A billboard shown at a large shopping mall complex and two posters, in both small and large scale formats, on the London Underground marketing a cosmetics company, MAC:
a. The billboard featured Miley Cyrus wearing a low cut bodysuit lying on her back with her legs apart against a mirrored wall looking into the camera. Around her were mirrors with pink lighting, which showed various angles of her lower body. It featured text that stated “MAC VIVA glam”.
b. The small scale poster shown on the London Underground was almost identical to ad (a), but partially showed a reflection of Miley Cyrus’ crotch in a mirror.
c. The large scale poster shown on the London Underground was almost identical to ad (a), but showed a mirrored reflection of Miley Cyrus’ crotch.
The ASA received complaints from three members of the public:
1. three complainants objected that the ads were offensive, because they believed that they were overtly sexual; and
2. two complainants objected that the ads were unsuitable for display as posters in public areas, as they were likely to be seen by children.
MAC Cosmetics Ltd provided some background information on their “VIVA GLAM” campaign, which raised money for their “MAC AIDS Fund” programme. They stated that the concept of MAC VIVA GLAM was to celebrate life and encompass the diversity of MAC and each year they would work with a new spokesperson for the campaign. MAC stated that their spokespeople were “iconic stars” who were provocative, different and influential and appealed to various communities, which included Miley Cyrus.
1. MAC stated that the ads showed Miley Cyrus in a confident pose and that the use of colour and multiple reflections made the images dynamic and vibrant, while providing a background that made her stand out and that the composition of the ads were designed to draw the viewer to her confident and defiant stare. They stated that the images, including the mirrored reflections of Miley Cyrus, were not overtly sexual since they featured no nudity or any hint of sexual activity including in her facial expression.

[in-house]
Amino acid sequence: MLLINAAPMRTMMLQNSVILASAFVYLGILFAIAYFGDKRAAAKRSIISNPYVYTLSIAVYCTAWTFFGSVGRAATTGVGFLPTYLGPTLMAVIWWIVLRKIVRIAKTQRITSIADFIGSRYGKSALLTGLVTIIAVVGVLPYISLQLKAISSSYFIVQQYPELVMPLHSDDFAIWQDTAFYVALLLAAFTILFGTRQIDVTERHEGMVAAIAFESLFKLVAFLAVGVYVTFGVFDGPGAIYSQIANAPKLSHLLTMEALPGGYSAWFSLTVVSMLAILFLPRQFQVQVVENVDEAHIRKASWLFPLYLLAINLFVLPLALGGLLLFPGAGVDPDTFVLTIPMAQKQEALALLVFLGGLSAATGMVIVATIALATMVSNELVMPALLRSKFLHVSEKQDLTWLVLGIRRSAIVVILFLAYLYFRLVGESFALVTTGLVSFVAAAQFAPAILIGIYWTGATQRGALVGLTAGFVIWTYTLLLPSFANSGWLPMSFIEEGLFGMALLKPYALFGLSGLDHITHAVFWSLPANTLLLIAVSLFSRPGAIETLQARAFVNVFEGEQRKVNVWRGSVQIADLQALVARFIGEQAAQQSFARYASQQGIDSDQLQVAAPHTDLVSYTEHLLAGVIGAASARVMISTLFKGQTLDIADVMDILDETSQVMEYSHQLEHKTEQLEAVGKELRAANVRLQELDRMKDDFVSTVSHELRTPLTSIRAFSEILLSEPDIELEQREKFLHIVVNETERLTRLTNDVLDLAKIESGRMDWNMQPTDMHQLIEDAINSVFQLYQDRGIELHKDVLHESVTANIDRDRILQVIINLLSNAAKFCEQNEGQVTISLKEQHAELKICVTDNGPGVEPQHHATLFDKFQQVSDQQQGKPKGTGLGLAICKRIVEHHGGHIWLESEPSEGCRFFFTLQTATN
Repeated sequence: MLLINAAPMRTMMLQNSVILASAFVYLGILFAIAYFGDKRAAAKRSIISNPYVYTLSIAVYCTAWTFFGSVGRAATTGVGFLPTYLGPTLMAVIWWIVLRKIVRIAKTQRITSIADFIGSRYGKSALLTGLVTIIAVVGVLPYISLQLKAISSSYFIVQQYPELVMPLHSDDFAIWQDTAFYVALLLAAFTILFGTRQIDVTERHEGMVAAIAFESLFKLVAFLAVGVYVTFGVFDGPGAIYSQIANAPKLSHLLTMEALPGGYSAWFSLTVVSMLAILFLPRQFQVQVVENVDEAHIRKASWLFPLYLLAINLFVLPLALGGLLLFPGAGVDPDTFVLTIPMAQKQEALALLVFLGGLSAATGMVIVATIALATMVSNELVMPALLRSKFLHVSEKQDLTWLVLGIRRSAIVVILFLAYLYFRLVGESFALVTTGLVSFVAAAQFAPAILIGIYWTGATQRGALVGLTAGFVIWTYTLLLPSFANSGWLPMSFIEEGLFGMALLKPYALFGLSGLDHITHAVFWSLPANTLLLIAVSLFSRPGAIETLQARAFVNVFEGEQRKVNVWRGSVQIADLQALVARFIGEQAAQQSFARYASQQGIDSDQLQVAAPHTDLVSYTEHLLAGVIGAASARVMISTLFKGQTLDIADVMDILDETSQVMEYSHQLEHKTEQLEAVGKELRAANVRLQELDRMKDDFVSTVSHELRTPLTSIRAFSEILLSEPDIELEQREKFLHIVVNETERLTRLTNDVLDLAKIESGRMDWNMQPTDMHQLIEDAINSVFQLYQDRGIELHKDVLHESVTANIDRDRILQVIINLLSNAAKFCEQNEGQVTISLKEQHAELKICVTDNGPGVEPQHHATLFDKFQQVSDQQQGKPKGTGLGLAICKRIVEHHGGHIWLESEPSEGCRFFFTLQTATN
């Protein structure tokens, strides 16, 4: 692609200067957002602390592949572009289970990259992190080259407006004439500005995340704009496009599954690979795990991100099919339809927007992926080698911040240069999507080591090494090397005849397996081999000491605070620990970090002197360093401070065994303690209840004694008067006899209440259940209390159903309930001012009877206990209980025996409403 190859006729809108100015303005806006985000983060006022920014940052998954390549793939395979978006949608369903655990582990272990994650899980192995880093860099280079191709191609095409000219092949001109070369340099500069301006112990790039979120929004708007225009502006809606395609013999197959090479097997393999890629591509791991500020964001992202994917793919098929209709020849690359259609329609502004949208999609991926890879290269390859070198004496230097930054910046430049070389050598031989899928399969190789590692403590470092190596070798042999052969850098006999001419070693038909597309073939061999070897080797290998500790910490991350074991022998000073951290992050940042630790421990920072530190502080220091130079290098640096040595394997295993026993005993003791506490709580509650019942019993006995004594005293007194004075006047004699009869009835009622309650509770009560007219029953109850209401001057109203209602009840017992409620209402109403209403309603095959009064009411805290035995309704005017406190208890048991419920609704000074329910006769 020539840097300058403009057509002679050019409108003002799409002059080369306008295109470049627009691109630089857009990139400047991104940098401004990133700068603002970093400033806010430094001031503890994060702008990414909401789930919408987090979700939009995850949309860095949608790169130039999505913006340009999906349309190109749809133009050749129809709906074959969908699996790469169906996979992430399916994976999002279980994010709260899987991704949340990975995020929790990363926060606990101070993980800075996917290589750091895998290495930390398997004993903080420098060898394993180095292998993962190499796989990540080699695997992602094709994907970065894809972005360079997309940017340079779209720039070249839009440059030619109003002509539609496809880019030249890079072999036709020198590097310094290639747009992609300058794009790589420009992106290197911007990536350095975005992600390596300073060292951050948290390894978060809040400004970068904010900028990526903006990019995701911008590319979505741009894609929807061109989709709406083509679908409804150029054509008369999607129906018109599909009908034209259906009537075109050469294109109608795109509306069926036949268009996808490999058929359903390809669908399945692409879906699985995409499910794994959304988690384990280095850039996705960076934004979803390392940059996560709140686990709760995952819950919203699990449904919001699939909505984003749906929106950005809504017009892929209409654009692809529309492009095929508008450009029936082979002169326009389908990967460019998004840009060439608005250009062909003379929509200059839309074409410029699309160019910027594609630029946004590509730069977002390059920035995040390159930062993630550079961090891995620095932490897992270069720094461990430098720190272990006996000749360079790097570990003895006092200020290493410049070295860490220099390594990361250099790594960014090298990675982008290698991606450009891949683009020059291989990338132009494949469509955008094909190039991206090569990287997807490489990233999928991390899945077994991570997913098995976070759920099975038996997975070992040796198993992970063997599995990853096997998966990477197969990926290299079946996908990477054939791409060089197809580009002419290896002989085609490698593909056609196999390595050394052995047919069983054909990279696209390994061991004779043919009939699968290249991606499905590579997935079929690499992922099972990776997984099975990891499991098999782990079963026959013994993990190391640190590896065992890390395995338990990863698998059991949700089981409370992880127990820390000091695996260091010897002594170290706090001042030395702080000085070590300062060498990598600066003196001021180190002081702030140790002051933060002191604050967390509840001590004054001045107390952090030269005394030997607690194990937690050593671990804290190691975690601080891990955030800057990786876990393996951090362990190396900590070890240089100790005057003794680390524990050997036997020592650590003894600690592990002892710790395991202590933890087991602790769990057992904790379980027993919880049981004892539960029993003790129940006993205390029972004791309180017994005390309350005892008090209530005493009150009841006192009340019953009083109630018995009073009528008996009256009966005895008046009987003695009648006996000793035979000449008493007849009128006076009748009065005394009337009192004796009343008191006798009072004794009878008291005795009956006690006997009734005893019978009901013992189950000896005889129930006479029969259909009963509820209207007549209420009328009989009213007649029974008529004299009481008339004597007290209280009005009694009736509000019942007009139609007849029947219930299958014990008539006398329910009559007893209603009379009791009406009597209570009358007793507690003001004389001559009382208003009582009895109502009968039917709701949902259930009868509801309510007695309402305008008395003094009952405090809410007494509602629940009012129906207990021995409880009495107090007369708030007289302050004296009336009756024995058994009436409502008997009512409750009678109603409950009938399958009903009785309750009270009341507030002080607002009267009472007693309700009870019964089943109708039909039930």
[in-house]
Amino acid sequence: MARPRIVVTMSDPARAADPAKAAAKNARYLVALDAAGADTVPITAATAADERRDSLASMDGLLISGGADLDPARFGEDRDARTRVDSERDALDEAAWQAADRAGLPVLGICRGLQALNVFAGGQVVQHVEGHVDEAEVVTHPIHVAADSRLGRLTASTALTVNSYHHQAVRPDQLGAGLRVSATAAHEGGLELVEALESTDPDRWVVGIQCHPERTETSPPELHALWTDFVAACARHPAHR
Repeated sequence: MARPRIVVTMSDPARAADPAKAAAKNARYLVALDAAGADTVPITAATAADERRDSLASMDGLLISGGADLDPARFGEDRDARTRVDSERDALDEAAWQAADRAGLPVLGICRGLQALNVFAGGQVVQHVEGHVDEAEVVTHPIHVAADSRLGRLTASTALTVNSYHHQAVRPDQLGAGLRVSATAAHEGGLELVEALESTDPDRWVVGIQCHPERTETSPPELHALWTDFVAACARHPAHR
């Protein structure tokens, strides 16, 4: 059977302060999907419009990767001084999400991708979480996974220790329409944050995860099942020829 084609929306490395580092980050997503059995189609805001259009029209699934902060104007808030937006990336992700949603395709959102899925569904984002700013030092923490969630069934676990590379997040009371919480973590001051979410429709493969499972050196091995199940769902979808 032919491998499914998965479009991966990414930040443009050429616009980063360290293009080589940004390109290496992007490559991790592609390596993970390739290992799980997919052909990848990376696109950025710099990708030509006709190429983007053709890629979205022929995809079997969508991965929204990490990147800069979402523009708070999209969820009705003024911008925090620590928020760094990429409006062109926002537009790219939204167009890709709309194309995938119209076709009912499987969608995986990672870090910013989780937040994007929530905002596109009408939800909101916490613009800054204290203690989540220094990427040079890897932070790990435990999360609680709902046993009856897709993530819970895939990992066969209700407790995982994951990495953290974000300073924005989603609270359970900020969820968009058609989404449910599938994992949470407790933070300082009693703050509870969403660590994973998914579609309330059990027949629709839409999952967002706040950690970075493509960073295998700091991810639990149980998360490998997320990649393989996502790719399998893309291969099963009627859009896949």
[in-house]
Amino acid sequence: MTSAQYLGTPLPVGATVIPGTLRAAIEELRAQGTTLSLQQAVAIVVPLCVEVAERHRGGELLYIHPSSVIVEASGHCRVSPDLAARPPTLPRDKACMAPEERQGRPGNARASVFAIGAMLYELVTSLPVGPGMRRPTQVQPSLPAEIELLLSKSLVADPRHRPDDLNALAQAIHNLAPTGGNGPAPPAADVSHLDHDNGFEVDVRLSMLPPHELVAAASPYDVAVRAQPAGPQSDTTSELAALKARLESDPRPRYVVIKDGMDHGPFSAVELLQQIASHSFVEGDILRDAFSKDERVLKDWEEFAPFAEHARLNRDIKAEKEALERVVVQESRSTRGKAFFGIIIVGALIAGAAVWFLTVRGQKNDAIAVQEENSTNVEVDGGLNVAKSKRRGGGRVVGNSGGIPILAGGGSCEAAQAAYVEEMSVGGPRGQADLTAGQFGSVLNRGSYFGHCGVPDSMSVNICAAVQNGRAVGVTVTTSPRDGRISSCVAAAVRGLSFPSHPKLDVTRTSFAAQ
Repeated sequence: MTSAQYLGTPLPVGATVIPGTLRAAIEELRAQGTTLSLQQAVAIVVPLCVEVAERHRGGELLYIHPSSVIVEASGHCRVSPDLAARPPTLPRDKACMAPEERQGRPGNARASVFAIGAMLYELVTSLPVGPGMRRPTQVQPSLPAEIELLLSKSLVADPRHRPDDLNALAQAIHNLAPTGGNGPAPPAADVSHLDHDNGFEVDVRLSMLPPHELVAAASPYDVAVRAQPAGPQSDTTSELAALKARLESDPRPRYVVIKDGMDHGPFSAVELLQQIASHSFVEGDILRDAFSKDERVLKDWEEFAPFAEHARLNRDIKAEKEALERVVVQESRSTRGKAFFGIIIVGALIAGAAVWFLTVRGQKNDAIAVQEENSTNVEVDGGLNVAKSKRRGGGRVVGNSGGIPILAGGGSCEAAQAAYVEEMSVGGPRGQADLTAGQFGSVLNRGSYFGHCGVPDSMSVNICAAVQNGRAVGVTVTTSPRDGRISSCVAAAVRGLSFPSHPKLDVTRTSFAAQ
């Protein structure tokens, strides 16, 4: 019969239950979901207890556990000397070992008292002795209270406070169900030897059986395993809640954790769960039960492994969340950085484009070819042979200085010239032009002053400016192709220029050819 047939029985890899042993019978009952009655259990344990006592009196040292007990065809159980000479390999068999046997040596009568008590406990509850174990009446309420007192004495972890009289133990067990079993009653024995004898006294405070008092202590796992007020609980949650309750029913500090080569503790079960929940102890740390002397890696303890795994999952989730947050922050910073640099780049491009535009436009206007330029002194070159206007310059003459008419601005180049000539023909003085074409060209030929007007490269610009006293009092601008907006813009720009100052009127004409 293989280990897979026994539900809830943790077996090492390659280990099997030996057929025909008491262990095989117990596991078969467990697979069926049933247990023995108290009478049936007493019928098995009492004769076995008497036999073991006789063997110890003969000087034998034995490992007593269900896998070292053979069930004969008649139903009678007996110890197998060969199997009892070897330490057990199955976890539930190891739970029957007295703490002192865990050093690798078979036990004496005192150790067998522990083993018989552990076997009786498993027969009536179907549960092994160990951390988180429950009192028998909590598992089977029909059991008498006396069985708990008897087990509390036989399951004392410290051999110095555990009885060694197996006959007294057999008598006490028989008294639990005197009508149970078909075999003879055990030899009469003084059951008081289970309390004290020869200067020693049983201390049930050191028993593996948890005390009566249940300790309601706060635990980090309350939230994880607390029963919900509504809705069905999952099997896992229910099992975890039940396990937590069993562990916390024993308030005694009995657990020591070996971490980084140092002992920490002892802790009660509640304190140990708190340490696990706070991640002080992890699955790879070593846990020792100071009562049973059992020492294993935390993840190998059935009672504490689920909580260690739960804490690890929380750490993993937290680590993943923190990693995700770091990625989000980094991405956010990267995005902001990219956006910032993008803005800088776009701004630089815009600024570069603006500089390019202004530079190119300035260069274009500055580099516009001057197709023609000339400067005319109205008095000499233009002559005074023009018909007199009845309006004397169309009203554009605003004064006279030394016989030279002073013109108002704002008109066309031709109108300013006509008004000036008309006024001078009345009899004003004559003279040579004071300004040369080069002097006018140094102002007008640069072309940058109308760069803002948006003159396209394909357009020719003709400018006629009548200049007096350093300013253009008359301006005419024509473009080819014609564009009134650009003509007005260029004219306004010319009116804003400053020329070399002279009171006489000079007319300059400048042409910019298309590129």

MAC believed that the ads were consistent with the ASA’s statement on sexual imagery in outdoor advertising. They stated that although Miley Cyrus’ legs were parted, they were straight and braced against the mirror and that her facial expression showed confidence and possibly even defiance. Furthermore, she was fully clothed and no reference to undressing was made. MAC stated that the ads did not draw attention to Miley Cyrus’ breasts or buttocks in anyway and although her crotch was visible in the mirrors’ reflections, the ads did not, however, draw attention to that part of her body and could not be perceived as being sexual. They stated that while the images might be distasteful to some, they did not believe they would cause serious or widespread offence.
2. MAC believed that the posters were not unsuitable for display in public areas because they could not be classified as being sexually suggestive for the same reasons that they were not overtly sexual. Nevertheless, they confirmed that all the media owners they had used had not displayed the posters within 100 m of a school.
MAC stated that the reflected images of Miley Cyrus’ crotch in the mirrors were no more than what one would ordinarily see when walking along a beach with women sunbathing or by a pool. Furthermore, they stated that the reflections were not a fundamental part of the ad and were blended into the background with other images.